The U.S. consists of one of the largest and fastest-growing wind industries. The U.S. Department of Energy (DOE) is focused on investing in research and development projects for both onshore and offshore wind, supporting continued innovation, new job opportunities and driving economic development. The wind industry represents a vital part of the national energy strategy to reduce carbon emissions and support a transition to a clean energy future.
In 2021, the U.S. had 12,373 megawatts of newly installed wind capacity, bringing the national total to just under 140,000 megawatts. Declining costs and continued progression in the performance of wind technologies have enhanced the economics of these projects.
Wind energy now generates more than 10% of electricity in 16 states and more than 30% in Iowa, Kansas, Oklahoma and the Dakotas. The capacity factor, a ratio of energy a turbine can produce compared to the amount it could generate at its peak, suggests that wind power operations in the U.S. have improved significantly. Some of the most notable gains are in the “wind belt” region, an area expanding from the Dakotas to Texas, renowned for receiving large amounts of wind. A significant proportion of this gain is due to improvements in wind turbine technology and expanding blade and tower sizes. While the wind belt region remains a top priority for wind development nationwide, the emerging trend of larger structures has enabled wind operators to develop sites elsewhere with lower average wind speeds. There may be higher initial costs associated with constructing more substantial turbines but based on a price-per-watt basis, it is cheaper in the long term and generates a more efficient level of energy production.
These industry developments and continued progress are making wind energy far more affordable. In 2009, the average price of wind power purchase agreements in the U.S. peaked at $70 per megawatt-hour. Today in the wind belt region, the figure stands at approximately $20, and on average, $30 for other locations elsewhere.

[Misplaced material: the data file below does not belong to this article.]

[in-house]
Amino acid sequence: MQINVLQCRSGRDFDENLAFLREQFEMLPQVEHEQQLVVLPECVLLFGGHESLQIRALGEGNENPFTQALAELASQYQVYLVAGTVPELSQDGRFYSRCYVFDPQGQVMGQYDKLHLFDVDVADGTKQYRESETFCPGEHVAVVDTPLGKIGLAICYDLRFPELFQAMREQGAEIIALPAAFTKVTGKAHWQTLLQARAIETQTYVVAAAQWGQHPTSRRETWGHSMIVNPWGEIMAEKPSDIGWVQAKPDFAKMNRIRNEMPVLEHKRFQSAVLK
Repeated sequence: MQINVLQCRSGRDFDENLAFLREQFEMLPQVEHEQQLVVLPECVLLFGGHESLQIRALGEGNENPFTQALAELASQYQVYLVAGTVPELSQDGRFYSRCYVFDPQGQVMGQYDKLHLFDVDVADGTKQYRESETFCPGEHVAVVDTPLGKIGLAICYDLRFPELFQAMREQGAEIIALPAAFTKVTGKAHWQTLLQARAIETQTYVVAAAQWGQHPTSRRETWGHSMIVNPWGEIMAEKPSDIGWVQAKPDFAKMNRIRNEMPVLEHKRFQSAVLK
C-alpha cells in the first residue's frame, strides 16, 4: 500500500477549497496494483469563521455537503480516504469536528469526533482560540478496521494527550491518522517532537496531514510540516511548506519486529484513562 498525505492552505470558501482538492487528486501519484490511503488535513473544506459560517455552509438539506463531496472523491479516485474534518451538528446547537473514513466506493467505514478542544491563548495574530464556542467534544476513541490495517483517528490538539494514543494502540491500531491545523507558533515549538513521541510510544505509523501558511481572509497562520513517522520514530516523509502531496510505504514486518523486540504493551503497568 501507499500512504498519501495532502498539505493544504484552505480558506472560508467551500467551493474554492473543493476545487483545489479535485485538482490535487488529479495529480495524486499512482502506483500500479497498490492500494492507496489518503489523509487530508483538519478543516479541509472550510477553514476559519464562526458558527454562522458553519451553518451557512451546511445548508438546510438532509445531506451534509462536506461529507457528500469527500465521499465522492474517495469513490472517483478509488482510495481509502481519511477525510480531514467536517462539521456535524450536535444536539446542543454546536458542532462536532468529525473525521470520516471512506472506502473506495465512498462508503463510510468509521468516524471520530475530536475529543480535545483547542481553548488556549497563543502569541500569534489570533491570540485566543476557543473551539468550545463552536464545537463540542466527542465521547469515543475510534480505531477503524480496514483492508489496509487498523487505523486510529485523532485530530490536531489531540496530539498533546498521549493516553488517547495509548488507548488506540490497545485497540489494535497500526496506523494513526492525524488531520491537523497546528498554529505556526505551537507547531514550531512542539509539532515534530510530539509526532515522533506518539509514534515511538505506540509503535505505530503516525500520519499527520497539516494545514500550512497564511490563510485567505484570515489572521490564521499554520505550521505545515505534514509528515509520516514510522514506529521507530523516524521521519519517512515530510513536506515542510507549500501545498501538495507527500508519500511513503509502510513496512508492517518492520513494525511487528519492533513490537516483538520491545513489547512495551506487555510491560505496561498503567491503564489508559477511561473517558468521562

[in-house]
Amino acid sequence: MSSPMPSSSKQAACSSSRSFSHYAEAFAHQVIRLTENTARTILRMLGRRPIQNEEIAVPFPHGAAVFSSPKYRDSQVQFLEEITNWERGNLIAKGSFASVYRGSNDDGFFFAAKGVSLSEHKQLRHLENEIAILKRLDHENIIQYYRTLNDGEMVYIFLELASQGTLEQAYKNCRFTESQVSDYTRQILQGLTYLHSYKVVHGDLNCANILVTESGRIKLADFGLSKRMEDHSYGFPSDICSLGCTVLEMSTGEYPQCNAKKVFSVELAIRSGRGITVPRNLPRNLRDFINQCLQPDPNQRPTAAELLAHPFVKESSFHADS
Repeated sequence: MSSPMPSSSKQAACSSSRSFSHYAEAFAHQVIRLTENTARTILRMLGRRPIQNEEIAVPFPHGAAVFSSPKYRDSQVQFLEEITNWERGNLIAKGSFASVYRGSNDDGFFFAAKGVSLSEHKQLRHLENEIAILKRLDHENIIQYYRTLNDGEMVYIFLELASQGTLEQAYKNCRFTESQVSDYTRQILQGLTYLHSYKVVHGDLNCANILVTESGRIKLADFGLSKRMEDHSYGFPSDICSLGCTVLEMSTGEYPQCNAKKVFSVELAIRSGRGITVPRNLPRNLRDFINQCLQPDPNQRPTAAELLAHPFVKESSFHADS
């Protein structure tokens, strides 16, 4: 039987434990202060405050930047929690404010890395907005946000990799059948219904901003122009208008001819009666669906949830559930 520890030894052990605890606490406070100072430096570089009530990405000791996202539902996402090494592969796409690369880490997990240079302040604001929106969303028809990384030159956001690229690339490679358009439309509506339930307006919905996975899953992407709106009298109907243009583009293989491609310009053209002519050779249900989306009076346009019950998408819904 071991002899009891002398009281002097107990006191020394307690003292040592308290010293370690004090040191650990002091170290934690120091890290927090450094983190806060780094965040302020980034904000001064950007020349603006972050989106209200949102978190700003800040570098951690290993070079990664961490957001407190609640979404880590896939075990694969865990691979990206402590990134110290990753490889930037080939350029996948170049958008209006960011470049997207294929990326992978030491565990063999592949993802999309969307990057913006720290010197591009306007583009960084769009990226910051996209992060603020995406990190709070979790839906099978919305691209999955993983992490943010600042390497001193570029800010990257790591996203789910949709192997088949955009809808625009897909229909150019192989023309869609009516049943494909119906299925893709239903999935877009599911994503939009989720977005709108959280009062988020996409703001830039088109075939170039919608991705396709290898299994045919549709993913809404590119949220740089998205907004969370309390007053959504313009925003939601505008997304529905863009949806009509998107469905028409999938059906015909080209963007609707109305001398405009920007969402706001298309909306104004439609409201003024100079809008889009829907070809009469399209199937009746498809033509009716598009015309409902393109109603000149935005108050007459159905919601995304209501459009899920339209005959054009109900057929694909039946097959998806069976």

Offshore wind development plans in the U.S.
Driven by a continued decline in offshore wind project costs, government incentives and commitments, the U.S. offshore wind pipeline increased by 24% over the last year, with more than 35,000 megawatts of offshore wind projects currently in various stages of development. The Vineyard Wind 1 in Massachusetts represents the first commercial-scale offshore wind project to gain approval in the U.S. There are now 15 offshore projects that have progressed to a permitting stage.
The Biden Administration has committed to reaching net-zero emissions by 2050. This goal requires a significant expansion of renewable energy. The National Renewable Energy Laboratory has pointed to the U.S. offshore wind industry as having the potential to provide over 2,000 gigawatts of generating capacity, approximately double the electricity consumed annually nationwide.
The DOE has set a target of 30 gigawatts of offshore wind in operation by 2030. Today’s current offshore wind capacity stands at just a little over 40 megawatts, so there is still a long way to go. Industry experts believe that offshore wind combined with the necessary strategic planning can create job opportunities and support further economic development in much-needed regions.
Below is a chart of the top 10 U.S. wind developers by megawatt within our Enverus Power & Renewables platform. Each business listed represents a critical contribution to the future growth and development of the U.S. wind industry.
Figure 1: Top 10 U.S. Wind Developers by Megawatt of Total Wind Capacity
Figure 2: Wind Capacity by Currently Operating, Under Construction and Pre-Construction
Top 10 Wind Developers in the U.S.
|1||NextEra Energy Resources||19,601||1,633||6,653||27,887|
|3||APEX Clean Energy||6,946||0||9,187||16,133|
|5||EDF Renewable Energy||7,443||393||4,492||12,328|
|10||E.ON Climate & Renewables||4,730||441||989||6,160|
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